Since 2002 Perimeter Institute has been recording seminars, conference talks, and public outreach events using video cameras installed in our lecture theatres. Perimeter now has 7 formal presentation spaces for its many scientific conferences, seminars, workshops and educational outreach activities, all with advanced audio-visual technical capabilities. Recordings of events in these areas are all available On-Demand from this Video Library and on Perimeter Institute Recorded Seminar Archive (PIRSA). PIRSA is a permanent, free, searchable, and citable archive of recorded seminars from relevant bodies in physics. This resource has been partially modelled after Cornell University's arXiv.org.
At a very basic level, physics is about what we can say about propositions like \'A has a value in S\' (or \'A is in S\' for short), where A is some physical quantity like energy, position, momentum etc. of a physical system, and S is some subset of the real line. In classical physics, given a state of the system, every proposition of the form \'A is in S\' is either true or false, and thus classical physics is realist in the sense that there is a \'way things are\'. In contrast to that, quantum theory only delivers a probability of \'A is in S\' being true.
Two spinning black holes emit gravitational waves as they orbit, and eventually merge to form a single black hole. How do the properties of the final black hole depend on those of the initial black holes? This is a classic problem in general relativity, with implications for astrophysics, cosmology, and gravitational wave detection. I will describe the rapid numerical and theoretical progress over the past two years, and discuss some open questions and future directions.
The most remarkable recent discovery in fundamental physics is that the Universe is undergoing accelerated expansion. A proper understanding of its physical origin forces us to make a hard choice between dynamical and environmental scenarios. The former approach predicts the existence of a new long distance physics in the gravitational sector, while the second relies on the vast landscape of vacua with different values of the cosmological constant. I will discuss achievements and shortcomings of both approaches, and illustrate them in the concrete examples.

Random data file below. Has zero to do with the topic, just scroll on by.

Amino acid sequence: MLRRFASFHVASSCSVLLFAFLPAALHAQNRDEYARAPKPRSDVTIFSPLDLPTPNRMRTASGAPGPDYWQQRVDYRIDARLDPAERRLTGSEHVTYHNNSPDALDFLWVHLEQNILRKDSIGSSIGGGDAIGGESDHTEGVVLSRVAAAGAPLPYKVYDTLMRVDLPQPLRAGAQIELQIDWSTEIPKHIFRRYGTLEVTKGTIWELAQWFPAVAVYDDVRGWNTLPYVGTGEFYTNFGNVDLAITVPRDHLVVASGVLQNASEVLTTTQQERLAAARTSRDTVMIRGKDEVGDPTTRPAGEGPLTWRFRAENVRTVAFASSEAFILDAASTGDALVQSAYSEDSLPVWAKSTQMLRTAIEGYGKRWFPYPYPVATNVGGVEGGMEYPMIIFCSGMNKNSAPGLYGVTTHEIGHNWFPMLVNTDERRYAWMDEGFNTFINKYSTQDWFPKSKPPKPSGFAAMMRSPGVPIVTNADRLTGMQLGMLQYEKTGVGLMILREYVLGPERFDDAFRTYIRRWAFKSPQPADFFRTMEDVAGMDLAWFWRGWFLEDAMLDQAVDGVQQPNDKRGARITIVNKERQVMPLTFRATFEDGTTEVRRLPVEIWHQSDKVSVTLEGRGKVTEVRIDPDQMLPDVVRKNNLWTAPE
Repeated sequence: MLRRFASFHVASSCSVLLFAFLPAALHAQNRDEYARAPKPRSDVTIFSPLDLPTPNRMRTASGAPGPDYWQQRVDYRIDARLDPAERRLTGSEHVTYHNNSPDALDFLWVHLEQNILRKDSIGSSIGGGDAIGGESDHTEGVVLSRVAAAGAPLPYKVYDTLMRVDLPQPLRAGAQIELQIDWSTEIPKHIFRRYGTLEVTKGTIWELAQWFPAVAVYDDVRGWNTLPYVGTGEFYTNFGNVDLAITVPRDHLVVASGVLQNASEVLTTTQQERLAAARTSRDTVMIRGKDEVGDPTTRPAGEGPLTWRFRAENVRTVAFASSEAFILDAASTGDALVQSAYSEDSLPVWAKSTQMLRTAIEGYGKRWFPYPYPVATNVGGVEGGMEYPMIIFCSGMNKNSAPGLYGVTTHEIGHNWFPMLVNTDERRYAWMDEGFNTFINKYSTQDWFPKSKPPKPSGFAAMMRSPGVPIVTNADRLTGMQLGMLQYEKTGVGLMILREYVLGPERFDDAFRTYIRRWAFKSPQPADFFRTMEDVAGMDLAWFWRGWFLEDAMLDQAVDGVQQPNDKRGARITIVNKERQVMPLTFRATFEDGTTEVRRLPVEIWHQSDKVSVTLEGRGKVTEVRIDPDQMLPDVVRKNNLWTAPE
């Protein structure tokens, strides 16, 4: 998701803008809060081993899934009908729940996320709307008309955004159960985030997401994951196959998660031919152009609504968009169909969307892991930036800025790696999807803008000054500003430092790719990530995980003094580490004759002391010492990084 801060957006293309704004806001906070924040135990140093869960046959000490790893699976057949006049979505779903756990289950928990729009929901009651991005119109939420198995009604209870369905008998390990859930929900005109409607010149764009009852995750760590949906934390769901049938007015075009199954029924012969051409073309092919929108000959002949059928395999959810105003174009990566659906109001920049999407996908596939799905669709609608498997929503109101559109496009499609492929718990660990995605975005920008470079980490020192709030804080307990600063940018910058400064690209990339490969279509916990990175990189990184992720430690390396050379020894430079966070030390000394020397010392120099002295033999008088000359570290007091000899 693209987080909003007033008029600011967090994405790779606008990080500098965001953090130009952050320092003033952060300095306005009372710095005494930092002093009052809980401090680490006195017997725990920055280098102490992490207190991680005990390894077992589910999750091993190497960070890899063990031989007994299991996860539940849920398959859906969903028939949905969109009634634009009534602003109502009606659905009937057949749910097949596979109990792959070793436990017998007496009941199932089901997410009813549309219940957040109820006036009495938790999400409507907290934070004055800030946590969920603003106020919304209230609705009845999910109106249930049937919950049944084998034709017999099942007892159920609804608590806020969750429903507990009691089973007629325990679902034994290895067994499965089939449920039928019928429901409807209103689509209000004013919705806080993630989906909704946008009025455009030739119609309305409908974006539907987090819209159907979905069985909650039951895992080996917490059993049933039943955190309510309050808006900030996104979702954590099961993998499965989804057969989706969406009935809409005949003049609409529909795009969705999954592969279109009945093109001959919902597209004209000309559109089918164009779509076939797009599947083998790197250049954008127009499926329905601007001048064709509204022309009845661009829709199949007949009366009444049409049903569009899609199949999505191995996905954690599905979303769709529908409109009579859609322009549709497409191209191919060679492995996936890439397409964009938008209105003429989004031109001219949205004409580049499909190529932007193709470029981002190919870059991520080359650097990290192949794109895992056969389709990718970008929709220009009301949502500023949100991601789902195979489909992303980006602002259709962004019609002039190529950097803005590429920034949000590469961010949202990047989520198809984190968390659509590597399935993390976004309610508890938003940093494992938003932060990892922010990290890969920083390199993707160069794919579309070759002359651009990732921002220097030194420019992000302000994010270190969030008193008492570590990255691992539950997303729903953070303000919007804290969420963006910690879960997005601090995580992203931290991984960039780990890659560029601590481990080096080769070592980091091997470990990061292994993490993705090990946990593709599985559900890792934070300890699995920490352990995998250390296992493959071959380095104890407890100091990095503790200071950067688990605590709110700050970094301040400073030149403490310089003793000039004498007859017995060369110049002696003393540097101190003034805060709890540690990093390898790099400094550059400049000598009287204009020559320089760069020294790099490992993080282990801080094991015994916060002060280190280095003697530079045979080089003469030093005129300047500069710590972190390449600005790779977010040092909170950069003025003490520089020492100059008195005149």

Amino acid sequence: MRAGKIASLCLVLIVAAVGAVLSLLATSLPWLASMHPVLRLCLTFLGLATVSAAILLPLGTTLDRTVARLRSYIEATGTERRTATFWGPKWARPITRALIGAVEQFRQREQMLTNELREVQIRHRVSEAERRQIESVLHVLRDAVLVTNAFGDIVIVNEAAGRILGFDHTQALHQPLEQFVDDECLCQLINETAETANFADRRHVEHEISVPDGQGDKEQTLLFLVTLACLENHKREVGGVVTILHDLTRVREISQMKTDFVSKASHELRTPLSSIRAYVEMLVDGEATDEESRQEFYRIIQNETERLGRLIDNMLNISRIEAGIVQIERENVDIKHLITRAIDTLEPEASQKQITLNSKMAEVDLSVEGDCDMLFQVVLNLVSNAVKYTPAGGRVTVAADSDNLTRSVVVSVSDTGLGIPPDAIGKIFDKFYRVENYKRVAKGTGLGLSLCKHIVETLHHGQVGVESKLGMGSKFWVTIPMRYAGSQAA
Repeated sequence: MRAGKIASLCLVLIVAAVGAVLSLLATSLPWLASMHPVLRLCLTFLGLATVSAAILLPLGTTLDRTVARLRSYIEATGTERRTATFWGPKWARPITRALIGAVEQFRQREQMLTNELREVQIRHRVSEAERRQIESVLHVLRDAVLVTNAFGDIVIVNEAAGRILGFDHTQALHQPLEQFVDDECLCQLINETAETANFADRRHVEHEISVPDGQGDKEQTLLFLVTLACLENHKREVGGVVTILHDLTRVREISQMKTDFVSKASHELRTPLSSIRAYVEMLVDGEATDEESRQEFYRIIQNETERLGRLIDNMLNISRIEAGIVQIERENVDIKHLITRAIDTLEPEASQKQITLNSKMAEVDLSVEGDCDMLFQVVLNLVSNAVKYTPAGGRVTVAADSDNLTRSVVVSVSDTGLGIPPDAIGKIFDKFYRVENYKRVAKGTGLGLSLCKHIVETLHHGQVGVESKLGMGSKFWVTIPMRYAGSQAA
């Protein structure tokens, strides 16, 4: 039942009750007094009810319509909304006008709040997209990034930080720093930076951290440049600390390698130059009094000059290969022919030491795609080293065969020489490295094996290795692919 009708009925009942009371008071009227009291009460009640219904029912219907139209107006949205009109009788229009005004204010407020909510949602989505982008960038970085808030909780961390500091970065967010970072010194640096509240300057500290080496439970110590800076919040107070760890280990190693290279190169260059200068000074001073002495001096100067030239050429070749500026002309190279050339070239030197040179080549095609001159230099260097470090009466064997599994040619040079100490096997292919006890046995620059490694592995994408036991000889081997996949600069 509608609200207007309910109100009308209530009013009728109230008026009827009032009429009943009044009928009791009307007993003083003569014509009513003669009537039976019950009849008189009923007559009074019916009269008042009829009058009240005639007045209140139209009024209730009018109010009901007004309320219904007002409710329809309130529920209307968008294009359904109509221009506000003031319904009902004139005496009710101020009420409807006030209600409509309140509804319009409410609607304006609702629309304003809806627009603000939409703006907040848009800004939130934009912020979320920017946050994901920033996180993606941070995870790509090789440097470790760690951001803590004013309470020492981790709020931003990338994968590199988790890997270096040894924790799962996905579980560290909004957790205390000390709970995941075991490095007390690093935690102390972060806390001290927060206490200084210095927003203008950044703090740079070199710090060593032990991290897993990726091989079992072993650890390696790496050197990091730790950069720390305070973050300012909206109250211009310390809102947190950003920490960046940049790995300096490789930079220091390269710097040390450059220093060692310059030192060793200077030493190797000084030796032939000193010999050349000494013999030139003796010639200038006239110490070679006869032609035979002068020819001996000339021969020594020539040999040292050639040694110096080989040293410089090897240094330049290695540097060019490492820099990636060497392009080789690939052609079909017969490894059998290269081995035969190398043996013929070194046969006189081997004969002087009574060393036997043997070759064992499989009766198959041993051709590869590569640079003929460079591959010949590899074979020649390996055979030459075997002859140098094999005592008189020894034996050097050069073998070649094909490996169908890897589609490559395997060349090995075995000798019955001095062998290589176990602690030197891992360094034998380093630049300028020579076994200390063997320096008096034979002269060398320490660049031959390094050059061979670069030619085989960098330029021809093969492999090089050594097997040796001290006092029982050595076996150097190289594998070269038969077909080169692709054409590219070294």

Decoherence attempts to explain the emergent classical behaviour of a
quantum system interacting with its quantum environment. In order to
formalize this mechanism we introduce the idea that the information
preserved in an open quantum evolution (or channel) can be
characterized in terms of observables of the initial system. We use
this approach to show that information which is broadcast into many
parts of the environment can be encoded in a single observable. This
supports a model of decoherence where the pointer observable can be an
It is common to assert that the discovery of quantum theory overthrew our classical conception of nature. But what, precisely, was overthrown? Providing a rigorous answer to this question is of practical concern, as it helps to identify quantum technologies that outperform their classical counterparts, and of significance for modern physics, where progress may be slowed by poor physical intuitions and where the ability to apply quantum theory in a new realm or to move beyond quantum theory necessitates a deep understanding of the principles upon which it is based.